The Death of Adam: A Kaddish
Adam is dead and I eat Greek yogurt in my office between classes.
Adam is dead and I reply to emails requesting recommendations.
I purchase Iron and Wine tickets for their November show on South Beach.
I buy Band of Horses’s “The Funeral” off iTunes and Adam is dead at twenty-two.
Adam is dead and the Yankees win another playoff series.
Adam is dead and another tropical storm sweeps toward the coast,
its outer bands like locks of hair across Florida’s face.
At the gym, the Israeli Health professor claims bagels killed more Jews than the Nazis.
He asks about me and I tell him about my parents.
The stoplight at Spanish River Drive never changes
and I don’t know what to do and Adam is dead.
When I got the news I was still hurting from my football team losing
by thirty to its rival. I reread the box score and rewrote the turnovers.
I imagined the opposing team’s touchdown catches
as drops, holes opening between tackle
and guard so our halfback scrambles seventy-five yards into the end zone
instead of being tackled in the backfield and fumbling the handoff.
Is see Adam lugging his suitcase through Times Square, weighed
down by evidence that Floridians over pack for northeastern winters.
I see him inviting me to his memorial service the way he’d invite me out
on a Friday night: “You’re going to come, right”?
I see him asleep gasping for arrested breath.
I see him walking the avenue of burning churches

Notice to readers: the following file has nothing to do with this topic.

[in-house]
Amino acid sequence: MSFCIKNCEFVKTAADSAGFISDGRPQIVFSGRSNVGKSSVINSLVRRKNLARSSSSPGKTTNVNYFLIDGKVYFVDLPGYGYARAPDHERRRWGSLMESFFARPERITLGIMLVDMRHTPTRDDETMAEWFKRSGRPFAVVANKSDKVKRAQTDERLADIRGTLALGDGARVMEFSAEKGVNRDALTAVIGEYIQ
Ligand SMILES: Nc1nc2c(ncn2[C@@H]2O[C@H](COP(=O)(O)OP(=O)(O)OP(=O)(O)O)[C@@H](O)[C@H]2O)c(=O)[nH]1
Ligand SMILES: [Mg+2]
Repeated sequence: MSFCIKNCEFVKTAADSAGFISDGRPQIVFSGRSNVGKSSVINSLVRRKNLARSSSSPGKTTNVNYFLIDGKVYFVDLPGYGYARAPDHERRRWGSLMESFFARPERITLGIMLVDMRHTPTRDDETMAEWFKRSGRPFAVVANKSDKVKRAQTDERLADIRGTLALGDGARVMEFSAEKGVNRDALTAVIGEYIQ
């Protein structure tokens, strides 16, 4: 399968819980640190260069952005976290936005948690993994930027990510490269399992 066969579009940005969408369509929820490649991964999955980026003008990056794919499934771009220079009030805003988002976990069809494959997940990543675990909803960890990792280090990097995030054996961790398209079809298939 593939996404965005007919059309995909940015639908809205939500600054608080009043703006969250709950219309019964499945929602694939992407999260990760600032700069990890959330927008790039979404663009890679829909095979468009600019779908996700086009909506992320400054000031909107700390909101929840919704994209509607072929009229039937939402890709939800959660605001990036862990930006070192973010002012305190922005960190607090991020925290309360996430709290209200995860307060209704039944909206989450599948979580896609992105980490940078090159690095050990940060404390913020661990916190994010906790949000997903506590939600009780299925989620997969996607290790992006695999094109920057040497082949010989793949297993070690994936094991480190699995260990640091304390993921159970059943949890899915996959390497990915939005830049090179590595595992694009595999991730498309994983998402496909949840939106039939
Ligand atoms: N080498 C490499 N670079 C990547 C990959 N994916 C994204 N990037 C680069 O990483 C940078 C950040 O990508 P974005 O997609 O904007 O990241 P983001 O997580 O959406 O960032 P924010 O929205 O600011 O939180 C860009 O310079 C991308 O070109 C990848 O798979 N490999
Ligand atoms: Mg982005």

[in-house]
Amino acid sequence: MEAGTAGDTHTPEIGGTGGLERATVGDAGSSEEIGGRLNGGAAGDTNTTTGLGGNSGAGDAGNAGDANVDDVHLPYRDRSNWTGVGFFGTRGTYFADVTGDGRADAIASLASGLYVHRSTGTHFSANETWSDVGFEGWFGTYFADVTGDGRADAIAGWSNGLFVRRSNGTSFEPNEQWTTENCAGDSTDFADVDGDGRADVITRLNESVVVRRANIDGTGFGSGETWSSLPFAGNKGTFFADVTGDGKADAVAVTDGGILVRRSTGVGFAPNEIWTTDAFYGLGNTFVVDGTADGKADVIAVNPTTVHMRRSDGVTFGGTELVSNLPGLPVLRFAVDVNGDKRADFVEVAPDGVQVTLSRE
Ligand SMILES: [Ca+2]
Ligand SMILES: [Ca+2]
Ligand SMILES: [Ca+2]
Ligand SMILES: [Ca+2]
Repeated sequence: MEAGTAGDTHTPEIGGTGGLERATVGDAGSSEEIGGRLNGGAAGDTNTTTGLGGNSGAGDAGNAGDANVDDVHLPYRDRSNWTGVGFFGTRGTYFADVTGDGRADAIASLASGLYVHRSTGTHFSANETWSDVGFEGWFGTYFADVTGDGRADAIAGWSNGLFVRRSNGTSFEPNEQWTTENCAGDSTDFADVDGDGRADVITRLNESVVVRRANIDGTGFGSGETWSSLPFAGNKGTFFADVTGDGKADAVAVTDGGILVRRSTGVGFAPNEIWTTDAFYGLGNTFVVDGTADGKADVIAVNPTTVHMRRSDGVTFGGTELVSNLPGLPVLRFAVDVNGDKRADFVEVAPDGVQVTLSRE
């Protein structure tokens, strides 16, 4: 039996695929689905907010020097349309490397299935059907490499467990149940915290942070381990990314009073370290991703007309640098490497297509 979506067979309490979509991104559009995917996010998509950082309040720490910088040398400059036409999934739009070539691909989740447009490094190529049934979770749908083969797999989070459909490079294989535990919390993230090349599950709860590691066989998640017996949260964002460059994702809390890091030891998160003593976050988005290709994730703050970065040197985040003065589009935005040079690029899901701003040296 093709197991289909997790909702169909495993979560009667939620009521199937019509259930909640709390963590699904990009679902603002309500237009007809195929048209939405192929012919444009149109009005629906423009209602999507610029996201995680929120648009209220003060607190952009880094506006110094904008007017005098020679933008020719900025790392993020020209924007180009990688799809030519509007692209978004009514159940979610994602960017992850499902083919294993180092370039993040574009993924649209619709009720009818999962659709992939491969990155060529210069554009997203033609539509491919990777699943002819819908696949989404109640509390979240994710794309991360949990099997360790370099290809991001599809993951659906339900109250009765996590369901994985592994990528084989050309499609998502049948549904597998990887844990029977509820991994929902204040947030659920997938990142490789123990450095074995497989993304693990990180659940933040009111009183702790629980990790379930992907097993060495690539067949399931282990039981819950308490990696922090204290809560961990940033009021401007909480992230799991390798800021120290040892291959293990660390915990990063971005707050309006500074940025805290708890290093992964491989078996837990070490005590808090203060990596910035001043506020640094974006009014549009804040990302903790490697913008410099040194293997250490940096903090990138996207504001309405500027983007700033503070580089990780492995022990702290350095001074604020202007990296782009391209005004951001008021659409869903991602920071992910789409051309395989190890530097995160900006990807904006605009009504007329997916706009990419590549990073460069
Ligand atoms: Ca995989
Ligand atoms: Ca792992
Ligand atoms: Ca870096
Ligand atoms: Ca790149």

while the pavement shines like freshly shaved legs.
Adam is dead and I have become a professor of eulogies, an expert of funerals.
Adam is dead and I teach my classes, grade my student’s papers.
My students are Hitler. Are John Wayne Gacy. Are O.J. Simpson.
Are Jesse Owens. Are Olympic gymnasts. Are middle management.
Are bartenders. Waitresses. Are nothing. Lost cell phones. Abandoned Facebook pages.
They’ll write pop songs for Volkswagen commercials.
They’ll design online marketing for mud flap manufacturers.
The implements of birth, of rebirth, the breast, penis, vagina, scrotum: dead.
Useless. Yesterday’s lottery ticket dropped in a parking lot.
Adam died in his sleep and his death recalls other death.
My uncle. My grandfather.
My classmate beheaded in Afghanistan.
My other classmate who shot himself after receiving a rejection letter from Harvard.
No one paid him attention until he was dead.
Then everyone was his friend.
Adam is dead and I’m left with a survivor’s guilt.
I feel absurd standing in the checkout line with my Gatorade and eggs.
I feel ridiculous. Like a pencil sharpener in an airport.
Like a racing stripe on a minivan. Like a giraffe running.
Adam is dead and I could jump in a river but then I’d be wet
unless I jumped from high enough.
I could jump in a river from a high bridge but then I’d miss
the November Iron and Wine show,
the Yankees winning another World Series,
the Stanley Cup returning to Detroit, miss children singeing
my hair white with the fire of fatherhood, miss minivans
and retirement parties and living off social security if it survives.
I’d miss funerals of my friends.
Adam is dead and it will get easier on his mother.
She will shop again. She has other sons.
His girlfriend will date again.
She will marry and have another man’s children.
Adam is dead and we are left with covered heads and amens
and amen is just another word like Oxycodin. Like heroin.
And words are as comforting as expired credit cards.
Brad Johnson has two chapbooks Void Where Prohibited and The Happiness Theory available at puddinghouse.com. His third chapbook Gasoline Rainbow is available at finishinglinepress.com. Work of his has recently been accepted by Nimrod, Poet Lore, The South Carolina Review, The Southeast Review, Willow Springs and others.